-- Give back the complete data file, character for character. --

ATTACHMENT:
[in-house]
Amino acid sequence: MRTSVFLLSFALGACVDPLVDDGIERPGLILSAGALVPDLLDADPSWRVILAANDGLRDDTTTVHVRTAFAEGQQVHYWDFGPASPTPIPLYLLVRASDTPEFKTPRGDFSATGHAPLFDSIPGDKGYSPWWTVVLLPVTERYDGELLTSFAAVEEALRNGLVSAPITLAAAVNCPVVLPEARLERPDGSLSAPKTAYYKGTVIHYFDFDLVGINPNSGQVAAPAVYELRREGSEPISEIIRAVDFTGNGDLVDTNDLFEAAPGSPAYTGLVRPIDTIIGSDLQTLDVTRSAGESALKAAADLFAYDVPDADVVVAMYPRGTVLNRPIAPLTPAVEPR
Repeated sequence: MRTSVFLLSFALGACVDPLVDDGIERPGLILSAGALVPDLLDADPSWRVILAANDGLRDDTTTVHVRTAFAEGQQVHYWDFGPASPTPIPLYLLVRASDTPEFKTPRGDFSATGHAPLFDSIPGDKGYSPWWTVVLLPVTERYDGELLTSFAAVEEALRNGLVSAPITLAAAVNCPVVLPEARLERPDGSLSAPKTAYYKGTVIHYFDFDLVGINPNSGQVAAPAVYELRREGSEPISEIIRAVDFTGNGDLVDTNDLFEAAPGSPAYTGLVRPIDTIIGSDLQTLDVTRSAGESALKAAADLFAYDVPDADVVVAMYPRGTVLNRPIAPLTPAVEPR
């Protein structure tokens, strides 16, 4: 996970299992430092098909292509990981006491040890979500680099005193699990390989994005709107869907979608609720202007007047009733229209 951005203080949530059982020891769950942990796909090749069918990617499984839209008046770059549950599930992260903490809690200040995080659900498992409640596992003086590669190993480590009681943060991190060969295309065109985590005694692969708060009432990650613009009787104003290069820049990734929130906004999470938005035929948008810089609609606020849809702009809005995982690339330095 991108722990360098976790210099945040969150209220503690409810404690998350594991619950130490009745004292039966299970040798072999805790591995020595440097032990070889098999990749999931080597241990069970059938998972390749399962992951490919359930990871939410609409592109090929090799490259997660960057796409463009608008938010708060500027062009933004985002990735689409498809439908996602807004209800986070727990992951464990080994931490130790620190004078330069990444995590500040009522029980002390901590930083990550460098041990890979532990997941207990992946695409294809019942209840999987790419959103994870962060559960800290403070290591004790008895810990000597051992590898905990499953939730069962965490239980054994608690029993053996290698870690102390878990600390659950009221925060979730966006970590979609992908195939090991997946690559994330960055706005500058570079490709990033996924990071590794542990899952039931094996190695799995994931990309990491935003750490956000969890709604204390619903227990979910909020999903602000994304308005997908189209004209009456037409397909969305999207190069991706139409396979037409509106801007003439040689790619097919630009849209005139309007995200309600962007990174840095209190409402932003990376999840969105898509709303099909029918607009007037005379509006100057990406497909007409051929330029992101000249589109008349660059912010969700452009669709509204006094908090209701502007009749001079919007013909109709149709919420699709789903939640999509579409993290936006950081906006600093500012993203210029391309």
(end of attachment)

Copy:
[in-house]
Amino acid sequence: MRTSVFLLSFALGACVDPLVDDGIERPGLILSAGALVPDLLDADPSWRVILAANDGLRDDTTTVHVRTAFAEGQQVHYWDFGPASPTPIPLYLLVRASDTPEFKTPRGDFSATGHAPLFDSIPGDKGYSPWWTVVLLPVTERYDGELLTSFAAVEEALRNGLVSAPITLAAAVNCPVVLPEARLERPDGSLSAPKTAYYKGTVIHYFDFDLVGINPNSGQVAAPAVYELRREGSEPISEIIRAVDFTGNGDLVDTNDLFEAAPGSPAYTGLVRPIDTIIGSDLQTLDVTRSAGESALKAAADLFAYDVPDADVVVAMYPRGTVLNRPIAPLTPAVEPR
Repeated sequence: MRTSVFLLSFALGACVDPLVDDGIERPGLILSAGALVPDLLDADPSWRVILAANDGLRDDTTTVHVRTAFAEGQQVHYWDFGPASPTPIPLYLLVRASDTPEFKTPRGDFSATGHAPLFDSIPGDKGYSPWWTVVLLPVTERYDGELLTSFAAVEEALRNGLVSAPITLAAAVNCPVVLPEARLERPDGSLSAPKTAYYKGTVIHYFDFDLVGINPNSGQVAAPAVYELRREGSEPISEIIRAVDFTGNGDLVDTNDLFEAAPGSPAYTGLVRPIDTIIGSDLQTLDVTRSAGESALKAAADLFAYDVPDADVVVAMYPRGTVLNRPIAPLTPAVEPR
């Protein structure tokens, strides 16, 4: 996970299992430092098909292509990981006491040890979500680099005193699990390989994005709107869907979608609720202007007047009733229209 951005203080949530059982020891769950942990796909090749069918990617499984839209008046770059549950599930992260903490809690200040995080659900498992409640596992003086590669190993480590009681943060991190060969295309065109985590005694692969708060009432990650613009009787104003290069820049990734929130906004999470938005035929948008810089609609606020849809702009809005995982690339330095 991108722990360098976790210099945040969150209220503690409810404690998350594991619950130490009745004292039966299970040798072999805790591995020595440097032990070889098999990749999931080597241990069970059938998972390749399962992951490919359930990871939410609409592109090929090799490259997660960057796409463009608008938010708060500027062009933004985002990735689409498809439908996602807004209800986070727990992951464990080994931490130790620190004078330069990444995590500040009522029980002390901590930083990550460098041990890979532990997941207990992946695409294809019942209840999987790419959103994870962060559960800290403070290591004790008895810990000597051992590898905990499953939730069962965490239980054994608690029993053996290698870690102390878990600390659950009221925060979730966006970590979609992908195939090991997946690559994330960055706005500058570079490709990033996924990071590794542990899952039931094996190695799995994931990309990491935003750490956000969890709604204390619903227990979910909020999903602000994304308005997908189209004209009456037409397909969305999207190069991706139409396979037409509106801007003439040689790619097919630009849209005139309007995200309600962007990174840095209190409402932003990376999840969105898509709303099909029918607009007037005379509006100057990406497909007409051929330029992101000249589109008349660059912010969700452009669709509204006094908090209701502007009749001079919007013909109709149709919420699709789903939640999509579409993290936006950081906006600093500012993203210029391309």